Kijana developed through the educational, exploratory and professional journey of Founder, James P. Cummings. He served as a volunteer teacher at Ebusiloli Secondary School in western Kenya in 1987-88 with WorldTeach, and the experience served as a catalyst to his future teaching career. While teaching Social Studies at The Benjamin School, in North Palm Beach, FL, he launched Kijana in 2002 in collaboration with fellow teachers, students, and friends from Macalester College.
Since 2002, Kijana has invested in over 70 schools in Kenya, and provided major funds for the multi-year refurbishment of Ebusiloli Primary and Secondary School. Additionally, Kijana was the primary funder for the rebirth and development of the nearby Mwituha Secondary School. Kijana breathed new life into multitudes of schools and students. Some beneficiaries were able to leverage the resources and energy invested into them to find the opportunity to learn and study internationally.
Kijana also developed many international cross-cultural experiences for students in the United States. Kijana President, James P. Cummings has orchestrated the visits of over 70 Americans to western Kenya, since the early 2000s.
2020 marked the beginning of a new era for Kijana as the Kijana Global Innovation School was opened with 15 students. This path-breaking school now has 14 classrooms and an extra large multipurpose room, as well as an administration building, a playground, a garden, toilets, kitchen, buses and a van, and a staff & faculty of 35, and more. All of this has been made possible by the multitudes of donors from many parts of the US.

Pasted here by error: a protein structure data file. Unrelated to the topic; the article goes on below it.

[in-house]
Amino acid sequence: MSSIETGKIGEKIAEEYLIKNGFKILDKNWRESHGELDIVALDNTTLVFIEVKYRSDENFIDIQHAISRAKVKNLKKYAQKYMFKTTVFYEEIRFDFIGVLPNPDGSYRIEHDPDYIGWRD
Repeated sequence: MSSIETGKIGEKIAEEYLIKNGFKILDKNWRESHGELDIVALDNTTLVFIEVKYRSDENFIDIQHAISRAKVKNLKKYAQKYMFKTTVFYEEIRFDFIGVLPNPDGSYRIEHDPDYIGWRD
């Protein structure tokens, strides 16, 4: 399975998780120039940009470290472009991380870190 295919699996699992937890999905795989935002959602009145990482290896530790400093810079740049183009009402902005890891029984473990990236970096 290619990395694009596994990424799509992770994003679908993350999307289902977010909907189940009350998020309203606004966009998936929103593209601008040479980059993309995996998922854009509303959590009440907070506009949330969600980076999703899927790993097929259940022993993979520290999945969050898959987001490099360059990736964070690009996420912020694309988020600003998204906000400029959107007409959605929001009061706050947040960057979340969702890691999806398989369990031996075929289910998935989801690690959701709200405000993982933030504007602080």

The school is unique in its vision and physical development. Kijana President, James P. Cummings, has a deep commitment to developing schools in beautiful settings. His first experience as a teacher in the United States, at The Prairie School, had an indelible impact upon his educational vision. Consequently, he believes that architecture and environment are crucial to the learning experience. Kijana has also been fortunate to receive a notable grant from the Wheaton Franciscan Sisters, which has provided the foundation for development of the unique “Care, Share and Explore” program.
Why We Need You
The world needs visionary people and schools to enliven the educational experiences of our global youth. We invite you to join us with your energetic support in fulfilling our vision so that more of the hundreds of millions of young people who need greater and more creative educational opportunities will find them. Their expanded opportunity will be the world’s gain as these young people fulfill their academic, social and creative promise becoming positive world makers. Join us in building a new generation of innovative learners and thinkers to shape a green, peaceful and prosperous future.
Rooted In Kenya